The developing countries, like India on the other hand have strongly opposed such a move. The fear of the developing countries is that the liberalisation of trade in services will result in the destruction of their service industries by the multinationals.
On the other hand, it is argued that the liberalisation and the resultant competition will improve the efficiency of the service sector in the developing countries and this will help improve the overall efficiency of the economy and the export competitiveness of the developing countries.
It may also be pointed out that strategic considerations also discourage, both developed and developing countries, the opening up of certain services of foreigners and in certain cases even to domestic private firms.
An important characteristic of services that has far reaching implications for marketing of services is their inseparability, i.e. services cannot be separated from their providers, whether they are persons or machines. This does not, however mean that all service require the physical proximity of the provider and user.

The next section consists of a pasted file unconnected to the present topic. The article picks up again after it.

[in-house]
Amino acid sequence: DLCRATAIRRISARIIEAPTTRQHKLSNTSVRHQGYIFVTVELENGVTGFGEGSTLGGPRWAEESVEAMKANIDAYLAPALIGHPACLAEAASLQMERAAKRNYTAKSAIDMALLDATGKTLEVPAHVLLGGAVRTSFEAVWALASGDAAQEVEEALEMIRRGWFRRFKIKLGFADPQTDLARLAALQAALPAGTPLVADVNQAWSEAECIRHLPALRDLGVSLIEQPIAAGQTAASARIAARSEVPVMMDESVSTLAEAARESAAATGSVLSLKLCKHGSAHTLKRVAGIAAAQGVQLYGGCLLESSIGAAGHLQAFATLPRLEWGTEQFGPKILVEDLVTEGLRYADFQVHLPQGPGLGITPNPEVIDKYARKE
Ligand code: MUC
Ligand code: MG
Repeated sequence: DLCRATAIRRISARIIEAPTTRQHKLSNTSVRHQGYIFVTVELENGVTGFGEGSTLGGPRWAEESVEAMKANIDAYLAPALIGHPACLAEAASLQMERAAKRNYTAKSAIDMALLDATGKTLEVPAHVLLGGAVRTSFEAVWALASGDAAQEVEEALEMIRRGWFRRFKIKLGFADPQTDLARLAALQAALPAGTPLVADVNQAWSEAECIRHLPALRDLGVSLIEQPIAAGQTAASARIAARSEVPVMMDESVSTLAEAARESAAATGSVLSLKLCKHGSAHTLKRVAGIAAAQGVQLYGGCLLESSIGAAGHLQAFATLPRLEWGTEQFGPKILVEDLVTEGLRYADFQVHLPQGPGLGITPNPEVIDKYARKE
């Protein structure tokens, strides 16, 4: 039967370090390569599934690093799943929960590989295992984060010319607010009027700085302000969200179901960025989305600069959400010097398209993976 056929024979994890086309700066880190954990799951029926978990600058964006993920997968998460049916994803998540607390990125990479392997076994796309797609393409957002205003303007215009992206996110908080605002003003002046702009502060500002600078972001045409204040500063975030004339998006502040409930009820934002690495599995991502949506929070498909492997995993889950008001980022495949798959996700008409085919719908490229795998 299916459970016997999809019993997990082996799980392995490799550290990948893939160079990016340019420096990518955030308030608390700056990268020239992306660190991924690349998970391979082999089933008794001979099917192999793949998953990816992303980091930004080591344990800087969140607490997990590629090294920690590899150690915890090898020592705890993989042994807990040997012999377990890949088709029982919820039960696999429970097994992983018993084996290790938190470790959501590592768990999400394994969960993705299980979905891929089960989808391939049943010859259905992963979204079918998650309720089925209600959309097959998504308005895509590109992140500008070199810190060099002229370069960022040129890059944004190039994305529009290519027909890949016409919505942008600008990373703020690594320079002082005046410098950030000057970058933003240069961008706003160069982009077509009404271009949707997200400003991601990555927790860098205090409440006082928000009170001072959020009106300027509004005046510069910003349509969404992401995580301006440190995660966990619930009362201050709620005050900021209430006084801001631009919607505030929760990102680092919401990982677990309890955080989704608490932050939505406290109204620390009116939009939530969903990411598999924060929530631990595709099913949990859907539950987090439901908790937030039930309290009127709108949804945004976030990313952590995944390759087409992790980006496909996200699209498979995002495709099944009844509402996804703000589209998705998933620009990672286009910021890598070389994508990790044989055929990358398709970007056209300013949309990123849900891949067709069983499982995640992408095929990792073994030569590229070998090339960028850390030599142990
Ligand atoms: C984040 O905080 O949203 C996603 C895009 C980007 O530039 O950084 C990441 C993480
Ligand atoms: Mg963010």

There are two broad categories of services, viz.:
(i) Those that necessarily require the physical proximity of the provider and the user; and
(ii) Those that do not, though such physical proximity may be useful.
The services where physical proximity is essential fall into three categories:
The first category is characterised by the mobile provider and immobile user. This involves cases where the mobility of the beneficiary to the place of the provider is not physically feasible. For example, an Indian firm which has a construction contract abroad will have to send the manpower required to the construction site for carrying out the work. Similarly, a technician may have to go to a plant abroad to rectify a problem with the plant.